Cory Booker Tests the Power of His Best Performance at the Democratic Debate
Cory Booker did well on Wednesday night. He hit his talking points (a few minutes after he said that Congress should pursue the impeachment of Donald Trump, “the politics of this be damned,” his campaign e-mailed out a press release with the subject line “Politics, be damned”) and brought race into the debate in purposeful ways. During a discussion of why Trump wrested the Midwest from Democrats, in 2016, he said, “We lost the state of Michigan because everyone from Republicans to Russians were targeting the suppression of African-American voters.” He looked like he was having a good time, often breaking into a wide smile as he held his own alongside Joe Biden and Kamala Harris. Several times, he played the Party peacemaker: “The person who is enjoying this debate most right now is Donald Trump,” he declared during a discussion of health care. From the way he carried himself, you could forget that he’s had trouble getting above the low single digits in the polls.
On Wednesday, viewers saw the best of Booker. He was prepared, direct. At one point, discussing immigration, Biden spoke about how America had been able to “cherry-pick from the best of every culture” before calling for green cards to be given to Ph.D. graduates. Booker, who in the run-up to the debate made it clear that he planned to attack the former Vice-President, nimbly found his angle. “This really irks me,” he said. “I heard the Vice-President say that if you got a Ph.D., you can come right into this country. Well, that’s playing into what the Republicans want: to pit some immigrants against other immigrants. ‘Some are from shithole countries, and some are from working countries.’ ” Setting aside how a hypothetical President Biden or President Booker would approach immigration policy, Booker found a real debate to have with a fellow-candidate about rhetoric and meaning. These were valuable points to make at the beginning of a primary race.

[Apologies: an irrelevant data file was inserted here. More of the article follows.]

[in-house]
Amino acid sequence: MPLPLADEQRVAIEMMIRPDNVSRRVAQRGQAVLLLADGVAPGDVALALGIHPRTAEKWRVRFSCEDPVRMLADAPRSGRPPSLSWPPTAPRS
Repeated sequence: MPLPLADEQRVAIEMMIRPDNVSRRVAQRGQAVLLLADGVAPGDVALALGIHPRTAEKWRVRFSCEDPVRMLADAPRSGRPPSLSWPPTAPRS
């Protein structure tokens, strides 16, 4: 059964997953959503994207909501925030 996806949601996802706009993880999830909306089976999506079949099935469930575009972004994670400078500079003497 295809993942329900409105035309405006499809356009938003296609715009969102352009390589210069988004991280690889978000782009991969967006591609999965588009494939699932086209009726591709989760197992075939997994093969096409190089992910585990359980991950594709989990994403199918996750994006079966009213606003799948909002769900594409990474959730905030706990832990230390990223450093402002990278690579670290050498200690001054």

At another moment, Biden tried to bring up Booker’s record overseeing the troubled Newark, New Jersey, police department during his tenure as mayor, which is one of the reasons that the activist wing of the Democratic Party has remained cool on the senator. Booker responded by changing the subject to the question of who can speak most effectively to African-American voters. “Mr. Vice President, there’s a saying in my community,” he said. “ ‘You’re dipping into the Kool-Aid and you don’t even know the flavor.’ ” It was the kind of prepared line that can sometimes leave Booker sounding too slick. But it was clear to viewers that Biden had never heard the Kool-Aid adage.
Booker has been on the cusp of becoming a national figure for what feels like forever. He exudes a desire for national prominence so strong that it stands out even in a Presidential race. He is among the best speechifiers in the field. He has a family story that runs through integrated coal mines in Iowa and red-lined suburbs in New Jersey. He is a strong fund-raiser. The left might never come around to him—his record on policing and education while mayor of Newark, and his friendly relations with Big Tech, might insure it—and he may not figure out how to convince other voters in the Party to back him in big numbers. But the debates will continue to offer Booker a favorable showcase—he’s already qualified for the next debate, in September. For now, in a race defined by front-runners and long shots, Booker is one of the few candidates in the hazy middle ground.
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